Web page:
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Latest Chinese Numbers Show Economy Dragging

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11/13/2019 | 11:22pm EST

BEIJING--China's economy is showing fresh signs of weakness even as inflation continues to tick higher--a conundrum for policy makers as the trade dispute with the U.S. drags on.

Readings of economic growth slowed further in October, government data showed on Thursday, with disappointing numbers in industrial output, household consumption and fixed-asset investment.

China's official National Bureau of Statistics said value-added industrial output in October was up 4.7% from a year earlier, slowing from September's 5.8% pace and short of the median 5.2% forecast of 15 economists polled by The Wall Street Journal. Retail sales were up 7.2%, likewise slowing from September's 7.8% pace and missing the 7.8% forecast.

Fixed-asset investment in urban areas, a closely watched indicator of construction activity, was up 5.2% in the first 10 months of 2019 from a year earlier, slowing from January-September's 5.4%, and again short of economists' expectations. The main drag was by weakness in property and infrastructure construction, official data showed.

Taken together, the weak economic figures add to evidence that the world's second-largest economy is broadly slowing--as consumer inflation accelerates, driven by surging pork prices.

"There are many external uncertainties: Domestic cyclical issues have coincided with structural issues," Liu Aihua, a spokeswoman for the statistics bureau, told reporters on Thursday. "Downward pressure on the economy has increased continuously. Risks and challenges we are facing cannot be underestimated."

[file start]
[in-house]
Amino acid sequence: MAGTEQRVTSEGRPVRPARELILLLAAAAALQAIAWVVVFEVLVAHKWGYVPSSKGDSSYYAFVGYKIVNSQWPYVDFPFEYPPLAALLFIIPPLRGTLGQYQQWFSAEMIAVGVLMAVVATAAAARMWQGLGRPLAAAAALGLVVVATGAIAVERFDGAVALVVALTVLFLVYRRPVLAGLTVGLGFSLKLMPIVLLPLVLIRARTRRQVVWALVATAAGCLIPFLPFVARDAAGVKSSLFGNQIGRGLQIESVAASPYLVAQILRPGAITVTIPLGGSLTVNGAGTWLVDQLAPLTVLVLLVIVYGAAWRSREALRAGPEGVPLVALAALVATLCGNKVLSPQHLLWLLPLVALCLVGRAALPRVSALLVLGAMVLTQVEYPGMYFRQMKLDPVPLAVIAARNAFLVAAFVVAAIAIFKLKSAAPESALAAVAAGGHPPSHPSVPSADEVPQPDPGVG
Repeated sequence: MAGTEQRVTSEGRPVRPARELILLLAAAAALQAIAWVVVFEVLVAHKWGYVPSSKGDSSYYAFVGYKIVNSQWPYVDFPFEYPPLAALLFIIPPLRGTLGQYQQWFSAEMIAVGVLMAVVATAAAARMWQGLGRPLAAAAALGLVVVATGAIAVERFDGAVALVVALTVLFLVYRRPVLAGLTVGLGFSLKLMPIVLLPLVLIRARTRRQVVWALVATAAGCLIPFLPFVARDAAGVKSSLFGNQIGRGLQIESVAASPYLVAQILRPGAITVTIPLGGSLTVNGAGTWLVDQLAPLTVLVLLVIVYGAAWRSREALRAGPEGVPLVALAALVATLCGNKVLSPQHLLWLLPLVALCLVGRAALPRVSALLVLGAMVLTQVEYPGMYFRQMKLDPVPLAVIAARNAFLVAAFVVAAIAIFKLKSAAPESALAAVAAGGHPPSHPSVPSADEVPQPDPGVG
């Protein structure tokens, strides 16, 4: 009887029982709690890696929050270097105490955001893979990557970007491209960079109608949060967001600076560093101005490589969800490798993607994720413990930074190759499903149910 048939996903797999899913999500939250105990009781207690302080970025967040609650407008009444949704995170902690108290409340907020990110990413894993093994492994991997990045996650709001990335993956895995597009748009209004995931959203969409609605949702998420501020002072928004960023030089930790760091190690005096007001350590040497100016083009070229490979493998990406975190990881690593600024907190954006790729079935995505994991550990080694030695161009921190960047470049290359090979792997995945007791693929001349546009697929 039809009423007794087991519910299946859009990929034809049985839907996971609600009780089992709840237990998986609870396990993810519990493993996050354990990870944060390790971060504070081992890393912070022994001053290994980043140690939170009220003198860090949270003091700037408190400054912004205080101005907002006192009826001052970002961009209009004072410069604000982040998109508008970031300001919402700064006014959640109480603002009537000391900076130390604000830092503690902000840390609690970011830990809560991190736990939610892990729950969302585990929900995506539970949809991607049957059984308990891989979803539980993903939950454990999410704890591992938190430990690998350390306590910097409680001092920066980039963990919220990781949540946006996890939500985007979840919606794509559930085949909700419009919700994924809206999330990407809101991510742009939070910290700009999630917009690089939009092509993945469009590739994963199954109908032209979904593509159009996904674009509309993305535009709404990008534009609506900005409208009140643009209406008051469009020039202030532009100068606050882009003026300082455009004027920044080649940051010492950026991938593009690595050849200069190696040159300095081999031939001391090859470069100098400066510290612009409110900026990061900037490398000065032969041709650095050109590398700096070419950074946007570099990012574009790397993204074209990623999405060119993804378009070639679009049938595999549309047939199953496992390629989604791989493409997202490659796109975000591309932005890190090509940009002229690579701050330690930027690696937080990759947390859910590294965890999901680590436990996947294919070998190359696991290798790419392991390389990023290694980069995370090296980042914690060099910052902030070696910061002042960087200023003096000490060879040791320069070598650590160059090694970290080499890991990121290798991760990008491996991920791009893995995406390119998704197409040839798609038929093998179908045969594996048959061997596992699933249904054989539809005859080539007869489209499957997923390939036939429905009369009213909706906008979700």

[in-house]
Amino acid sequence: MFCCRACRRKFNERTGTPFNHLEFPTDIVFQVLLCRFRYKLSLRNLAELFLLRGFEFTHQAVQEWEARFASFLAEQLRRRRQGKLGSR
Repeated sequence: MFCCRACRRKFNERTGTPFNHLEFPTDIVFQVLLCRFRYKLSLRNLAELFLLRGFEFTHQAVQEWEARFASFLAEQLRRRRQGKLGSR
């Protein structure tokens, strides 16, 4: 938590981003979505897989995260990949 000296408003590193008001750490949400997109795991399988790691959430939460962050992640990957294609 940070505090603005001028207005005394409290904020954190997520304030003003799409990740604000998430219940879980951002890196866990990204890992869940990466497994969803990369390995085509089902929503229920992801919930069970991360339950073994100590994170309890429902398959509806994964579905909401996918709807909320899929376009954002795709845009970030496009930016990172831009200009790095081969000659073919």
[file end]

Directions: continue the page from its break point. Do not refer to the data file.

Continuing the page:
Ms. Liu also highlighted some positive news: The urban jobless rate fell slightly to 5.1% last month, with the unemployment rate for university graduates ages 20 to 24 falling more than one full percentage point, official surveys showed. Explaining the resilience in the labor market, she cited a stronger service sector, more flexible job options in the startup economy and governmental efforts.

Ms. Liu told reporters that she expected governmental measures--which include tax cuts, monetary easing and some infrastructure spending--to have an effect, and expressed confidence that headline economic growth for the year would hit Beijing's target of 6.0% to 6.5%. Growth in the third quarter slowed to 6.0%.

Even so, economists warned about further challenges, as expectations for higher inflation set in and sluggish domestic demand continues to weigh on the economy.

Last week, officials said China's main gauge of consumer inflation hit 3.8% in October, the highest level in nearly eight year. Many economists expect further rises in the coming months, with the rate perhaps hitting 6% in the new year.

The statistics bureau's Ms. Liu said that core consumer inflation, which excludes volatile food and oil prices, is a more indicative gauge of price levels than the headline inflation number.

Thursday's disappointing industrial-production reading reflects slack demand both at home and abroad, said Hunter Chan, an economist at Standard Chartered Bank in Hong Kong, who said the government Beijing has to do more to stimulate domestic demand. He expects Beijing to lower borrowing rates and approve more local government spending next year.

Even with slower overall investment numbers, China's property sector remains a rare bright spot. Both housing sales and new construction starts picked up, even as the government tightened controls to stamp out real-estate speculation.

But most economists expect the real-estate sector to moderate, exerting further downward pressure on the economy, as the regulatory tightening causes financing in the sector to dry up.

Liyan Qi, Grace Zhu and Bingyan Wang

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